Redox state of the convective mantle from CO2-trace element systematics of oceanic basalts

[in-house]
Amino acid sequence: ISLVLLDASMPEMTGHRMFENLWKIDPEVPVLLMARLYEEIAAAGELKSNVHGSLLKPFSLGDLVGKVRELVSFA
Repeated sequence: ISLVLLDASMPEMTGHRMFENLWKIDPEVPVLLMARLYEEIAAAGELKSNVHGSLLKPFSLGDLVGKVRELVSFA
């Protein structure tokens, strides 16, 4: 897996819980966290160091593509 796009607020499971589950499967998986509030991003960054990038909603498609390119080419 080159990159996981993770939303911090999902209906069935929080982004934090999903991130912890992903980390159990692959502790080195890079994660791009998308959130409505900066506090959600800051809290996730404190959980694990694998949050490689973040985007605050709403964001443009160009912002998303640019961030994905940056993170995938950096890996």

The redox state of mantle lithologies, based on xenoliths from continental lithospheric mantle, has been shown to decrease with depth and reach oxygen fugacities (fO2) at which graphite/diamond will be the stable form of carbon at pressures greater than about 3-4 GPa (e.g., Frost and McCammon, 2008). On the other hand, the depth-fO2 profile of the convecting mantle remains poorly known. We compare the CO2-Ba and CO2-Nb systematics of natural oceanic basalts to the CO2-trace element concentrations that can be generated via contributions from depleted peridotite partial melts and graphite-saturated partial melts of subducted lithologies. Results suggest that to produce the CO2enrichments relative to the depleted end member observed in natural oceanic basalts, subducted lithologies cannot be graphite-saturated at the onset of melting or must undergo oxidative transformation below the respective volatile-free solidi. Therefore, the oxygen fugacity profile of the continental lithospheric mantle may not be applicable to the deep convecting upper mantle, with the convecting upper mantle to at least 150 km depth being more oxidised than the carbonate vs.graphite/diamond buffer.